Youth Unemployment From Ukrainian Perspective

He found in the world without as actual what was in his world within as possible.
James Joyce

While reading textbooks, studying case studies, analyzing data, verifying resources you are dreaming about your great future. While obtaining an internship, you are planning your great successful future. You study foreign languages, improve your communication and IT skills. You follow news and events in your field of study. You prepare yourself for excellent and successful future. But if you are youngster from former Soviet Union state things are getting different for you. You cannot plan anything because there are too many bricks that can fall on your head on your way and thus can prevent you from desired and deserved (!) future. Today I am going to discuss some of them with you – the most visible and the most important for me.

Issue 1. Classical. Authentic. Eternal.

If your father/uncle/boyfriend doesn’t have an enterprise, you won’t get a proper job. Even if you have relevant university/college degree and required skills for the particular job, the system of universal corruption[1] and nepotism[2] won’t give you a chance to get wanted position never and ever. One can write the volumes about corruption and nepotism in our countries, but I prefer not to give any comments on it, because it was always and I don’t see any prospects of changes in this (unfortunately).

Issue 2. Global market influence. S*it happens.

The economic crisis of 2008 collapsed economies of many countries. As for Ukraine, Eastern-European country which left Soviet Union in 1991, the crisis almost destroyed county’s economy. Just by chance (and some international help) Ukrainian economy didn’t reach default[3]. The most visible effect of crisis was on labor market. A huge number of people were dismissed from their positions. Those who weren’t fired were made to work for diminished salary (usually the salaries were diminished dramatically – for half and more from your basic salary). And of course the young workers didn’t have any indulgent while dismissing or cutting down salaries.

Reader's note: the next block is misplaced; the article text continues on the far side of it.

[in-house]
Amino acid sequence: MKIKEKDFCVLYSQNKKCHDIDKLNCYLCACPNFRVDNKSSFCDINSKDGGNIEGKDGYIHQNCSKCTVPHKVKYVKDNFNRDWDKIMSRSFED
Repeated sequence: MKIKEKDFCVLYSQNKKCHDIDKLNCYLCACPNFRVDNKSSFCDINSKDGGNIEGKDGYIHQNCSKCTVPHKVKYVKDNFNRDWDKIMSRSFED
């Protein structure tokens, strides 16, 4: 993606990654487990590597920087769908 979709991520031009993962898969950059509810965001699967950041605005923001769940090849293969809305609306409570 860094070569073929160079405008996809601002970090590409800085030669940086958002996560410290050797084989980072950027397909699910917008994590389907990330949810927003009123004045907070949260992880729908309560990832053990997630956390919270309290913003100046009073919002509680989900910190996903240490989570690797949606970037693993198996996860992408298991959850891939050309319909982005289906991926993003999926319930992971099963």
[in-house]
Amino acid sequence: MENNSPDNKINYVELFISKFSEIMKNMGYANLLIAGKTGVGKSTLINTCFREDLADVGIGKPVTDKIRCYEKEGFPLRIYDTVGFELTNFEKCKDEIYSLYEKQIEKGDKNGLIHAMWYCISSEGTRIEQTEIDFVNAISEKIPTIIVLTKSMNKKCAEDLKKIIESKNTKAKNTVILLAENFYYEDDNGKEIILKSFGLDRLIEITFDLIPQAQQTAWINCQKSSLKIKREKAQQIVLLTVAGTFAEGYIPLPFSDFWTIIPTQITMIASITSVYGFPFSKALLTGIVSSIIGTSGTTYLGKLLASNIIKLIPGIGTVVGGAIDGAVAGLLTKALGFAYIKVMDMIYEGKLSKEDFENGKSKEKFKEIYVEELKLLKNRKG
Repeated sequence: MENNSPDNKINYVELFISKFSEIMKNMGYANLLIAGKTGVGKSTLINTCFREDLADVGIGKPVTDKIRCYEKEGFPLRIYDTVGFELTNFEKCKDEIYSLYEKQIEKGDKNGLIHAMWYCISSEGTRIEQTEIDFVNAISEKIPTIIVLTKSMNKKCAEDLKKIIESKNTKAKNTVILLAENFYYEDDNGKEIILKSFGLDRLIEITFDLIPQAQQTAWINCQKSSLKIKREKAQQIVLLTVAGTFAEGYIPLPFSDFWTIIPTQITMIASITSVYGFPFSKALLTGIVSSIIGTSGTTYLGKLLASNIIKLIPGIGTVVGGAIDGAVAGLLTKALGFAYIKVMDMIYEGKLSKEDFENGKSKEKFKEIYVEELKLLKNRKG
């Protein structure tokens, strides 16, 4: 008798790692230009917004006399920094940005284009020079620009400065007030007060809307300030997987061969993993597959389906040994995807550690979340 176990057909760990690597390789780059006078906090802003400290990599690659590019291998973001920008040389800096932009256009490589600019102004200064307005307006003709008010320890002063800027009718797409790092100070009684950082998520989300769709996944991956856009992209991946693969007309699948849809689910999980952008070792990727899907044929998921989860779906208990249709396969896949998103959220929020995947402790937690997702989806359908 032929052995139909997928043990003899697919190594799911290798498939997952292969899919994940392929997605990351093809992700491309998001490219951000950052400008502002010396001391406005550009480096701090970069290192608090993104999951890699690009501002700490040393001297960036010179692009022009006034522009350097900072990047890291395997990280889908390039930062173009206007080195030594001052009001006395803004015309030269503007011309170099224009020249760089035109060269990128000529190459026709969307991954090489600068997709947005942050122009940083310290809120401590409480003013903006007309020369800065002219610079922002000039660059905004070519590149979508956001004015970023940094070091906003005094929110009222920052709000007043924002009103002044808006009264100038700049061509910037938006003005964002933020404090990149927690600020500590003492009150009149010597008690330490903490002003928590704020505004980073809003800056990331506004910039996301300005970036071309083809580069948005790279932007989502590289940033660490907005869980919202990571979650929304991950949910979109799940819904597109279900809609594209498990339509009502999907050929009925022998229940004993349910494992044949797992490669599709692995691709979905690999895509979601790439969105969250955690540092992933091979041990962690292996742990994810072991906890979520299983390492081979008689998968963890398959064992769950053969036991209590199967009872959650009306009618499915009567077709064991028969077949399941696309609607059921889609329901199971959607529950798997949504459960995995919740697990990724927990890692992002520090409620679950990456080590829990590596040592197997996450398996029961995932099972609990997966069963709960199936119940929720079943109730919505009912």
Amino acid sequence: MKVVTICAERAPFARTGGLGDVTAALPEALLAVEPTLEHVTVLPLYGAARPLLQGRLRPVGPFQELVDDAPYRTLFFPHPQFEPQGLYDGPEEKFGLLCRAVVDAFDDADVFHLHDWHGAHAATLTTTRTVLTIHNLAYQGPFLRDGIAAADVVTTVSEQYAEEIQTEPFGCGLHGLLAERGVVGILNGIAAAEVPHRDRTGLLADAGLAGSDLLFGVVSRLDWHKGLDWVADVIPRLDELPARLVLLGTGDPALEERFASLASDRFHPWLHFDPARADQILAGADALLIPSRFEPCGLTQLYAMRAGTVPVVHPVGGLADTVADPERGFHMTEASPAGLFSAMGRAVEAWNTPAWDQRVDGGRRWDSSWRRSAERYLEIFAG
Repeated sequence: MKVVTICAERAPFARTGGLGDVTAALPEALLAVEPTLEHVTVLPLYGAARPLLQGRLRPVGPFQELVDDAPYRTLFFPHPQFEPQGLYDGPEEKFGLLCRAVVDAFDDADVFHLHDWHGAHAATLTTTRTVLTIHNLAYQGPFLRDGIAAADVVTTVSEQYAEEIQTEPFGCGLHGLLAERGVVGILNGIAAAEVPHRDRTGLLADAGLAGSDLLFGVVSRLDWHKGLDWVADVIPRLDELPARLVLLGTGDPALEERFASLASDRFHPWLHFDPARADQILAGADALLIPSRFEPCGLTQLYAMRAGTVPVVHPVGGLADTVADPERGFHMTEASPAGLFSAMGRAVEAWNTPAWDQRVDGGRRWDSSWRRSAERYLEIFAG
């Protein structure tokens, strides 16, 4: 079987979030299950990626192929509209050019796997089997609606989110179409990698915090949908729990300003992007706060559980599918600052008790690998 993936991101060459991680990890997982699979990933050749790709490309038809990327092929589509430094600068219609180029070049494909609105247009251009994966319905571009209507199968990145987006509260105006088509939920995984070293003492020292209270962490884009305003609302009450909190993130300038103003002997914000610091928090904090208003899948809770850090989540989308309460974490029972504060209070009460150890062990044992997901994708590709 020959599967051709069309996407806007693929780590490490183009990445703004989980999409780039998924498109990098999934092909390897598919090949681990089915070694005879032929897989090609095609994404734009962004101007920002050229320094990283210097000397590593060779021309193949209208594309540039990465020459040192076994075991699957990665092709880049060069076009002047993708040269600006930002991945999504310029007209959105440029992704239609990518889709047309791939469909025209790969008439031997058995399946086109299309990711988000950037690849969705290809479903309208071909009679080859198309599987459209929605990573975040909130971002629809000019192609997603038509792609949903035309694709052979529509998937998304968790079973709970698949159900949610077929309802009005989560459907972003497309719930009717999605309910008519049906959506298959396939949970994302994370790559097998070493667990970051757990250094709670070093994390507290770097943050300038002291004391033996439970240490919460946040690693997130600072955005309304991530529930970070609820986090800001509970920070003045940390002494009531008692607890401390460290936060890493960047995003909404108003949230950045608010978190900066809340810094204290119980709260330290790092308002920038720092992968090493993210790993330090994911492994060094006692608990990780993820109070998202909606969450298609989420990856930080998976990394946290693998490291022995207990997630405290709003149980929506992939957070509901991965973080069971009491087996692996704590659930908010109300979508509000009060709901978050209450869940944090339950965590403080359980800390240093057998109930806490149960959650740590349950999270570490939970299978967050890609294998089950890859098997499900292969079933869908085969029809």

After crisis happened it became impossible to find any job in Ukraine. Especially if you are young (and do not have that much experienced). Especially if you don’t have some fluent relatives. A friend of mine Dmytro S.was working for a private bank for more than 2 years. He has a Bachelor degree in Finance, and is working on his Master degree in one of the best Ukrainian universities. He is fluent in Ukrainian, Russian, English, Polish and German. Also he has a lot of certificates from different economic symposiums, conferences and seminars. A year ago he was fired from his position in a bank without any explanations and excuses. The official explanation why this happened was: “Fired because we have to decrease our staff”. Before this happened Dmytro had an unofficial chat with his boss where boss made a hint/proposal to Dmytro about decreasing his salary; but of course Dmytro as ambitious and bright worker didn’t agree with this proposition. After he’s been fired the company took other person on his position – a person without any relevant college degree and without any experience in relevant field; but the person was OK with extremely low salary. I would be happy to say that this is possible only in Ukraine, but I am afraid it is common for many Eastern European and post-Soviet countries now.

Issue 3. Brain drain[4].

One more negative point we have in Ukraine is what westerns call “labor mobility”. For Ukrainian economy and future this phenomenon has tragedy results. A lot of (best) youngsters go abroad in search of better jobs, better opportunities and better future. And very few of them come back to Ukraine. Even though Ukraine needs them… but there are no opportunities for youth in their native country…

Issue(s) 4+. All over youth tensions.

Issues I’m not going to discuss here but they are common for majority of countries, – youth doesn’t have equal status while applying for a position and competing with an experienced person; while studying youngsters should decide whether they want to work now or do other (more important?) stuff like community services, volunteering etc; the problem of lower salaries for inexperienced workers; and some others.

Viktoriia Gnatenko,
European Youth of Ukraine NGO

[1] the abuse of public office for private gain (source: In post Soviet countries a system of giving and taking bribes everywhere and everytime.

[2] patronage bestowed or favoritism shown on the basis of family relationship, as in business and politics (source: )

[3] act of failing to meet a financial obligation, loss resulting from failure of a debt to be paid, fail to pay up (source: )

[4] The loss of skilled intellectual and technical labor through the movement of such labor to more favorable geographic, economic, or professional environments. (source: )